When Big Oil began preparing last year to challenge the decades-old rules against exporting U.S. crude, the debate seemed fanciful. Then Russia took over Crimea and the idea of using American energy -- oil as well as natural gas -- to reshape global affairs became a Washington pet project.
Here’s how the battle lines are drawn: Oil producers want to chase higher prices overseas. Refiners want to keep cheaper domestic supplies. Politicians want to balance those interests with concerns that gasoline prices would rise. Everyone invokes the goal of energy independence.
Putting the posturing aside, it’s useful to imagine what actually happens to supply, demand and prices in an oil market without the export restrictions that date to the 1970s Arab oil embargo. That’s what JBC Energy GmbH, a Vienna-based research company, offered in a report this week.
The upshot? Producers win, refiners lose, global prices converge -- and the question of energy independence, is, well, irrelevant.
Lifting the ban would increase U.S. crude-oil production by about 700,000 barrels a day, raise exports by about 1.5 million barrels a day and push up imports by about 500,000 barrels a day by 2020, JBC estimates. So the net effect on the country’s energy balance sheet is pretty negligible. Global supply wouldn’t change much either, as other producers would adjust, according to JBC.
Prices, however, would be transformed. West Texas Intermediate, the benchmark U.S. grade, has been cheaper than Brent, its international counterpart, since 2010 as a surplus of domestic crude developed. Even as the U.S. still imports more than 7 million barrels a day, it has too much domestic crude because the refining system wasn’t designed for the type of oil produced from hydraulic fracturing in shale formations.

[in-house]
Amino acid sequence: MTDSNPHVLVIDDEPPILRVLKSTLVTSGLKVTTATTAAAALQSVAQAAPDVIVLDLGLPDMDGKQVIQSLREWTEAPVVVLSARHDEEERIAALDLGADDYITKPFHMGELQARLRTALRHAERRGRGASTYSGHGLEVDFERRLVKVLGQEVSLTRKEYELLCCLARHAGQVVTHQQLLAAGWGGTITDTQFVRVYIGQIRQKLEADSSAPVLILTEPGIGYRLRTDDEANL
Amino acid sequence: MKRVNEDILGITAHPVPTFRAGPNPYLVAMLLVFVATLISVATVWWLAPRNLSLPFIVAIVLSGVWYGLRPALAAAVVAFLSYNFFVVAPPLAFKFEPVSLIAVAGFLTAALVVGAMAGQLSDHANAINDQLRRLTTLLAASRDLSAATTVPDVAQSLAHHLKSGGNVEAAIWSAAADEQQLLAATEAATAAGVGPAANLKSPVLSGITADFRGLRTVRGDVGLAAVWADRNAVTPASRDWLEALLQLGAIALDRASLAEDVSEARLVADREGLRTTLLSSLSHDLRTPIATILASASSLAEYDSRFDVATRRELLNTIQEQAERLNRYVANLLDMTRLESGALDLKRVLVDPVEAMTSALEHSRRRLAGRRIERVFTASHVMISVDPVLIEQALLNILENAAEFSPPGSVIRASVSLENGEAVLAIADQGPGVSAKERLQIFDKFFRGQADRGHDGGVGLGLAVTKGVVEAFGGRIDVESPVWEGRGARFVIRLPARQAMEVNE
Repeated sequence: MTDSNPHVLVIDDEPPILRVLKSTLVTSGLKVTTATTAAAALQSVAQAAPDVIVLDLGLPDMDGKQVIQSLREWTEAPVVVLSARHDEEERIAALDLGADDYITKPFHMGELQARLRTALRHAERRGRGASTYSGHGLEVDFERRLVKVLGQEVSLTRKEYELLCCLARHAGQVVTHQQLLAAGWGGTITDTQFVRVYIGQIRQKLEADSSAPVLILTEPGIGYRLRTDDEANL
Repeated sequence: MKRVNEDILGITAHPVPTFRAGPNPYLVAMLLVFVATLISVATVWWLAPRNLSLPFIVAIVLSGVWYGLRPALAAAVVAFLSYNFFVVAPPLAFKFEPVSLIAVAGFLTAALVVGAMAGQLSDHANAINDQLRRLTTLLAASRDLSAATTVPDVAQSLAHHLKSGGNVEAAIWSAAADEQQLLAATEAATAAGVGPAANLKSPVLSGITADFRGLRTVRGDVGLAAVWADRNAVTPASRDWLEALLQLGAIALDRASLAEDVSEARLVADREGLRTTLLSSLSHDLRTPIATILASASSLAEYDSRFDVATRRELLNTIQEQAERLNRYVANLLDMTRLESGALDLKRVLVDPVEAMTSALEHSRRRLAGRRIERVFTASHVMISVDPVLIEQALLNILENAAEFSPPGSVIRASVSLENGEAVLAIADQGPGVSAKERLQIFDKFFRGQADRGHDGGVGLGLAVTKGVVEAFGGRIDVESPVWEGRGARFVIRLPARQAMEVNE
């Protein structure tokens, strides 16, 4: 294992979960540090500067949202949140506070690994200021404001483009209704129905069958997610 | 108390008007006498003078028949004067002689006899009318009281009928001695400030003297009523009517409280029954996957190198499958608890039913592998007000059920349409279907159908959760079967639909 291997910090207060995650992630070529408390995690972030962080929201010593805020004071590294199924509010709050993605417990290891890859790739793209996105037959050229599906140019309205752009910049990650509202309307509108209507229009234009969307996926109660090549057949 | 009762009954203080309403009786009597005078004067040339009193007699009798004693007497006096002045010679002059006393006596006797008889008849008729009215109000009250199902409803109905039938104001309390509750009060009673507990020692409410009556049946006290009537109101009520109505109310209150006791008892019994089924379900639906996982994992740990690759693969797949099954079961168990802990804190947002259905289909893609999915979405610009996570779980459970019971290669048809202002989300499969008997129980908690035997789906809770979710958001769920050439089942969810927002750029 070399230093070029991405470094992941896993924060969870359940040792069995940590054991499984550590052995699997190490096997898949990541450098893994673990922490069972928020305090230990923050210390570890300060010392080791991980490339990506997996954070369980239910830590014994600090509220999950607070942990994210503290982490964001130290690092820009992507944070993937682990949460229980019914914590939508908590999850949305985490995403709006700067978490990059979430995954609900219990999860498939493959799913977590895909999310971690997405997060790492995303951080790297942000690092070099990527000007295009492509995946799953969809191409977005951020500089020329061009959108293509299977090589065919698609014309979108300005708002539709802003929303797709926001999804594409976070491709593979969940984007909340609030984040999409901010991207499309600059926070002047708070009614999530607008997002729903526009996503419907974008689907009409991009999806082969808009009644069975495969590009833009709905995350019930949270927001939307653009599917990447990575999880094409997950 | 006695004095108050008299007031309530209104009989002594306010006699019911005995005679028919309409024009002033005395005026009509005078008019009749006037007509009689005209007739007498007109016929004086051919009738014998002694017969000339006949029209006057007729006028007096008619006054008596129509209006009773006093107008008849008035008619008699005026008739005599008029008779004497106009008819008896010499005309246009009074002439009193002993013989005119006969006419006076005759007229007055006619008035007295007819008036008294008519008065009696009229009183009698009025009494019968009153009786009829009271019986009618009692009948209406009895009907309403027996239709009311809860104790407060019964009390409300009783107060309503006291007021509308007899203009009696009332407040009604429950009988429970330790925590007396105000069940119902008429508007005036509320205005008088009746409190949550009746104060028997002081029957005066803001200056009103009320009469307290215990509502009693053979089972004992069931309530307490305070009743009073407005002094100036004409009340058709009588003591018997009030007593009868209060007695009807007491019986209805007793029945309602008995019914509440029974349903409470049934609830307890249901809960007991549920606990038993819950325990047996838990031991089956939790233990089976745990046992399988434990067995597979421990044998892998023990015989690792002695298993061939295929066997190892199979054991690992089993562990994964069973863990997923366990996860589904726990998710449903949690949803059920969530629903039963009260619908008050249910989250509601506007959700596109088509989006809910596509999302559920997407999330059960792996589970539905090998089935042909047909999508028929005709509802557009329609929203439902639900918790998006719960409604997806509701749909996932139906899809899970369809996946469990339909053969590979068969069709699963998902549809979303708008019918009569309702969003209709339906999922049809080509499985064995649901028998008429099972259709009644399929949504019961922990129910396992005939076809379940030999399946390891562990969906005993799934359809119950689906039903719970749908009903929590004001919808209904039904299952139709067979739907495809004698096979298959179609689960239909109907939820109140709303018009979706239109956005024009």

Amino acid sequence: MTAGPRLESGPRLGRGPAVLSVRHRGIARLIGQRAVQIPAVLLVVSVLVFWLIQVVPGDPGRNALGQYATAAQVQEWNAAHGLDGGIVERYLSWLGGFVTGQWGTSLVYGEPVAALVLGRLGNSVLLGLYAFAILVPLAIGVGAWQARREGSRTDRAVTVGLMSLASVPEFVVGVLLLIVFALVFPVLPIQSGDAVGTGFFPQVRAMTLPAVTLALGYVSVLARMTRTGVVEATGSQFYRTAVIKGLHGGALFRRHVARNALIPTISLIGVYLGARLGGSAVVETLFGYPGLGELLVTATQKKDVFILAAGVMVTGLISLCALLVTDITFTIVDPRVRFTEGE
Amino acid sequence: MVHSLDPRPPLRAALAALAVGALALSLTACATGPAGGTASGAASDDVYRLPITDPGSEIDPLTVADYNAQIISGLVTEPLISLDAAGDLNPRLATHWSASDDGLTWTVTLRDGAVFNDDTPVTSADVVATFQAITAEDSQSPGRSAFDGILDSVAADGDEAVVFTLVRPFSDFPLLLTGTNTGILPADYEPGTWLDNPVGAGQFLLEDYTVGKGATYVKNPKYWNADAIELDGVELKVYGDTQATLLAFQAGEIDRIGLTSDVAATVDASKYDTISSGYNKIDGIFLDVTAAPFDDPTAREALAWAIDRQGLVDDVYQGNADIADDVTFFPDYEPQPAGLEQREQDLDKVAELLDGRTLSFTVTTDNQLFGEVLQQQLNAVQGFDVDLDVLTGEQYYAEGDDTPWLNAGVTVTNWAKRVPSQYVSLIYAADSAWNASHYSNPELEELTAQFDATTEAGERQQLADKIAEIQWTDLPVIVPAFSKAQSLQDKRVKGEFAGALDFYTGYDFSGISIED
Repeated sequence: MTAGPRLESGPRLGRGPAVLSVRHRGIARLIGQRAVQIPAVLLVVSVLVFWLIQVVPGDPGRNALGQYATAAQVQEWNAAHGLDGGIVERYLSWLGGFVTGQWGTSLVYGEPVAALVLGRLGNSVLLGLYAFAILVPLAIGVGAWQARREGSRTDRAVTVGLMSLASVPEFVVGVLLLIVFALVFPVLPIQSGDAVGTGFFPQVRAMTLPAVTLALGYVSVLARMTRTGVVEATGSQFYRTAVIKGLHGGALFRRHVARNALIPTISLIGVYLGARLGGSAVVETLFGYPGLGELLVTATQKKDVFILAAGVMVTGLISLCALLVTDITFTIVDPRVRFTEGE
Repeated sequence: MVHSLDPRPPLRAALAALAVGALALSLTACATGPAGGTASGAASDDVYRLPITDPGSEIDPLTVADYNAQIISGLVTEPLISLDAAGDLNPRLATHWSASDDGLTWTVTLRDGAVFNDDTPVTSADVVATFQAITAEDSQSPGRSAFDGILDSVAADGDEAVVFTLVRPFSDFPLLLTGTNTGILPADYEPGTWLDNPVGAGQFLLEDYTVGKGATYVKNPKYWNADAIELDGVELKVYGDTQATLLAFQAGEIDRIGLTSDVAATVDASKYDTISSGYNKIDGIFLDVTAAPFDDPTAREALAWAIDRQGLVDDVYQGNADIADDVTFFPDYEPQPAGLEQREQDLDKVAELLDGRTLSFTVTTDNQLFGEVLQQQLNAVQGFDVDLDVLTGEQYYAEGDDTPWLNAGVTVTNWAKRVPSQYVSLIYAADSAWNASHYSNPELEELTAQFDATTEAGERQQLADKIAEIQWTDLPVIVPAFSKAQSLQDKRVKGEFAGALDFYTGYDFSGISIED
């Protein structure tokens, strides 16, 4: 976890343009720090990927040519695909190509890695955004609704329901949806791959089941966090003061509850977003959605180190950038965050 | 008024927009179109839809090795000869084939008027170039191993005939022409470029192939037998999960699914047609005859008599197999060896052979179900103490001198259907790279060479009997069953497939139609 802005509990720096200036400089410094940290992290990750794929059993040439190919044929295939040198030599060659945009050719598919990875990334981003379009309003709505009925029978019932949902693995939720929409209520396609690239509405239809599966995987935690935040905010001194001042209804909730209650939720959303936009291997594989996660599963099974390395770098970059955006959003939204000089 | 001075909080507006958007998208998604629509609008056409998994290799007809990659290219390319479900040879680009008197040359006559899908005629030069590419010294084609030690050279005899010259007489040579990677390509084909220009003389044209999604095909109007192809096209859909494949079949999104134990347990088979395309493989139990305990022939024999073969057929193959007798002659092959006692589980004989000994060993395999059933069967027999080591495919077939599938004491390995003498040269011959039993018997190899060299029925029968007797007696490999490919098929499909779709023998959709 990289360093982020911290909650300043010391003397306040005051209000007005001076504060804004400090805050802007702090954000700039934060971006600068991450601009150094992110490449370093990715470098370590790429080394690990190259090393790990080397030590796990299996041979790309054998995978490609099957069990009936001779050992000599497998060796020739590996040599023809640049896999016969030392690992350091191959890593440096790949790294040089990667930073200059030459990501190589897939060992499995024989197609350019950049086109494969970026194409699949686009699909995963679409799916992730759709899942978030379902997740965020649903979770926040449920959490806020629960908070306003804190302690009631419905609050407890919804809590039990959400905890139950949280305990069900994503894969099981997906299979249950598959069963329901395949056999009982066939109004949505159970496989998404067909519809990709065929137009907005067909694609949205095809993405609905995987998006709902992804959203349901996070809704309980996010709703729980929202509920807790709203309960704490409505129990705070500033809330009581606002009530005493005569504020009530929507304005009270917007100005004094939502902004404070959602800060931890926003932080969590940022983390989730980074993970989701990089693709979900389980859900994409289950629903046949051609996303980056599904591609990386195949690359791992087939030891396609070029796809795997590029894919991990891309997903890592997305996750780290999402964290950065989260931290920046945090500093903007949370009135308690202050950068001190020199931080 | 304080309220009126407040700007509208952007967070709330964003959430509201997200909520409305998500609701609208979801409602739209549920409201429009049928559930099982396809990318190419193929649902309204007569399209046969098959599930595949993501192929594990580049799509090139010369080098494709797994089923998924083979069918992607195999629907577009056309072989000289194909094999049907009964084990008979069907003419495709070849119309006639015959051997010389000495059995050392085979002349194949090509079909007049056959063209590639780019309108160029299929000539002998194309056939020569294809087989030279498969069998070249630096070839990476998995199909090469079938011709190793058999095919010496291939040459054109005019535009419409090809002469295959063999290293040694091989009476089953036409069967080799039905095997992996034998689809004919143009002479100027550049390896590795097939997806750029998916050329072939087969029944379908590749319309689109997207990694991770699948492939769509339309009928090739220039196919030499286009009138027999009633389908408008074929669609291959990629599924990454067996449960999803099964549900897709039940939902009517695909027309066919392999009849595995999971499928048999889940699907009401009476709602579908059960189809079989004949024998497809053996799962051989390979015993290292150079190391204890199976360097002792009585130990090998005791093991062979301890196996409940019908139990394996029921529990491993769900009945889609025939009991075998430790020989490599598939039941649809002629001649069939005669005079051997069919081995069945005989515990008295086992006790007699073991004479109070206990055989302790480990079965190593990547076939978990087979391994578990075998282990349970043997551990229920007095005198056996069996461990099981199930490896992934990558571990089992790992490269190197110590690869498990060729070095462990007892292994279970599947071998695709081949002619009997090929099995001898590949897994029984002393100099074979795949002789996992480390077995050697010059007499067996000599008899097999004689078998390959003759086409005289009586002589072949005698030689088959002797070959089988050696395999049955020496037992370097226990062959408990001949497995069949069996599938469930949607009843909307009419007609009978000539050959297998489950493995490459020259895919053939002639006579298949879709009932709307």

Right now that oil has nowhere to go, which is why domestic prices are lower. As the glut escalates, at some point the U.S. has to curtail production, expand refineries or allow exports. If it’s the latter, the gap between WTI and Brent would narrow to as little as $1 a barrel, compared with $5.55 today, according to JBC.
European refiners that would buy the cargoes would benefit, while U.S. plants would lose much of their advantage and reduce runs, JBC estimates. That means U.S. exports of refined fuels, which are permitted and are currently at record levels, would shrink. Gasoline prices wouldn’t change much because they depend on global trade, according to JBC.
So is JBC’s analysis an argument for or against crude exports? Both sides can probably claim victory.
The one thing it doesn’t support is the idea that allowing U.S. oil exports would redefine global markets or geopolitics. So the debate, in the end, boils down to one thing: different parts of the oil industry competing for profits.